Canada joins critical minerals alliance and moves to speed up permitting process
The United States, Canada and other western nations announced the Sustainable Critical Minerals Alliance during the COP15 talks on biodiversity in Montreal, Canada. The alliance aims to produce and acquire critical minerals with strong environmental and labor standards.
The alliance will target elements such as lithium, cobalt and nickel and could help the western nations reduce their dependence on China for critical minerals.
“Unless China and Russia are willing to put in place … measures required to be able to legitimately say that they are supporting these kinds of standards then it would essentially mean … we will be buying alternatives as we can,” Canada’s Natural Resources Minister Jonathan Wilkinson told Reuters.
China continues to dominate the much of the critical minerals supply chain and western nations will not be able to replace that supply any time soon, but the alliance is another step toward mineral independence.
Separately, Wilkson announced efforts in Canada to get critical mineral projects into production quicker by streamlining the permitting process. Wilkinson’s stated goal is build the projects in less than a decade.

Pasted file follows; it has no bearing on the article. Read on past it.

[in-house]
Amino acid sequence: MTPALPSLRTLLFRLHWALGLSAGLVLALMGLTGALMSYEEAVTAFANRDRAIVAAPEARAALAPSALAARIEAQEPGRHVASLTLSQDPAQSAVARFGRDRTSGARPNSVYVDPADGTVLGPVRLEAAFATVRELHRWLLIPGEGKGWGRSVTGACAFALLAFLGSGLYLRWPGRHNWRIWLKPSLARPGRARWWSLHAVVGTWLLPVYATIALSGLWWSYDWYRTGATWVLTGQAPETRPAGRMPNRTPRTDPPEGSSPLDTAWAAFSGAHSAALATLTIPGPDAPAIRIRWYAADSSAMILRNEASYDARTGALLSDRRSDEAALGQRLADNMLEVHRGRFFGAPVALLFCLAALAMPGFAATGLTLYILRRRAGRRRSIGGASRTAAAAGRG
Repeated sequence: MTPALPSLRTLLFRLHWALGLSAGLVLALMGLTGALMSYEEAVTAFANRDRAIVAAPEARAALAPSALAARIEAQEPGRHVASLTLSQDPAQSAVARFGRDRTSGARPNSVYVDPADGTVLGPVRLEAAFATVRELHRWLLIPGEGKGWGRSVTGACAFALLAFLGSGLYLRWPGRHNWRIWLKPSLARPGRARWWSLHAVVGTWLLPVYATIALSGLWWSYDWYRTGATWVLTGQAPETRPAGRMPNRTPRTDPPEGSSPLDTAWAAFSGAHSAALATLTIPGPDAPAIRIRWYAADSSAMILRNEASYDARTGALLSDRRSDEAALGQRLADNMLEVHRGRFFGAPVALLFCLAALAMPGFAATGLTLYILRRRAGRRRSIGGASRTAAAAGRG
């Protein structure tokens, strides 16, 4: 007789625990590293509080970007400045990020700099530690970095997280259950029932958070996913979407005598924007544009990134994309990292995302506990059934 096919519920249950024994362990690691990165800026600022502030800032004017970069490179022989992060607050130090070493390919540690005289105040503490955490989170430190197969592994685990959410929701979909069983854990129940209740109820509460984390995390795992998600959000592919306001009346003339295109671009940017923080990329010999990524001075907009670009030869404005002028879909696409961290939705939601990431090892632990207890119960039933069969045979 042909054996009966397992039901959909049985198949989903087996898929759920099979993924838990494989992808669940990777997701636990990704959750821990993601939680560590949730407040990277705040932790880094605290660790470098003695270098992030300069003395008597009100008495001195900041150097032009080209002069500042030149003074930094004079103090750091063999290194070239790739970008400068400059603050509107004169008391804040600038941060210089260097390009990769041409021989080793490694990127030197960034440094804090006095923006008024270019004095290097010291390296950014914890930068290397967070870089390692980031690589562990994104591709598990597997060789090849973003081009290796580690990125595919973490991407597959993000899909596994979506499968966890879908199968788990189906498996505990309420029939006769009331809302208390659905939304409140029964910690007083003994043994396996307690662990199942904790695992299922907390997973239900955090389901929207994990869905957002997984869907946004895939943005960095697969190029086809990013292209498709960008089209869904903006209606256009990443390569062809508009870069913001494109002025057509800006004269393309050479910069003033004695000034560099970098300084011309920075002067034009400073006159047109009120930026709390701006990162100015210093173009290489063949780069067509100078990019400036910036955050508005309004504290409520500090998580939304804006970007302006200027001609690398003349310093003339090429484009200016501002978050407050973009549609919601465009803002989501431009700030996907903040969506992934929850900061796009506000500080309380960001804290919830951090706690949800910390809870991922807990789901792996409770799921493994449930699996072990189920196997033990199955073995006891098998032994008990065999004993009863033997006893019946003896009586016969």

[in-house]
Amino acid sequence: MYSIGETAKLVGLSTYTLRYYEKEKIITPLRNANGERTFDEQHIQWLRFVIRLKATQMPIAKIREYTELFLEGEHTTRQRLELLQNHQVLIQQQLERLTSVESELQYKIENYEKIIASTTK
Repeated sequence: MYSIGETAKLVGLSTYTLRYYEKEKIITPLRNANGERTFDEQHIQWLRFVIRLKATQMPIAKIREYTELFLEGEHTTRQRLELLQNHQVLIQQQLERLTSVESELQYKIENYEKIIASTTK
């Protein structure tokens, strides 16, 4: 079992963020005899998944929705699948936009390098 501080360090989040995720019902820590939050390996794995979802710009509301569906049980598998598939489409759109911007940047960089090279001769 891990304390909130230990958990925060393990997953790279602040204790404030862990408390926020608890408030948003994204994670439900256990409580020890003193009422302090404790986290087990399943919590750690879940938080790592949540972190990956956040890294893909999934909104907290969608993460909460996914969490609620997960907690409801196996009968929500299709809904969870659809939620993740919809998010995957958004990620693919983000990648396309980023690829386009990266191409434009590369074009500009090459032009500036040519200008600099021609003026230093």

“We need to get to the point where we can get these mines from concept to production certainly within a decade, and ideally less than that,” Wilkinson said.
Bloomberg reported that Wilkinson’s ministry published a critical minerals strategy that pledged to review Canada’s approval process for developing mines. Government estimates show it can take up to 25 years for a mining project to become operational. Wilkinson said he expects policy recommendations on streamlining processes within the next 12 months.
The time it takes to build a mine has been a source of concern for mining companies worldwide, given that lengthy approval processes pose investment risks and heightened costs, and is top of mind for many mining CEOs. The head of Vancouver-based Teck Resources Ltd., for instance, said that the Canadian government could help the industry with an approval process that ensures projects get done in a timely fashion.
“If we are going to bring supply online at the pace that the world needs to electrify, we need to shorten those timelines,” Chief Executive Officer Jonathan Price said in a interview with Bloomberg. “Getting the approvals pathway right is very important, but we have to look for opportunities to accelerate so we can bring new production to market more quickly.”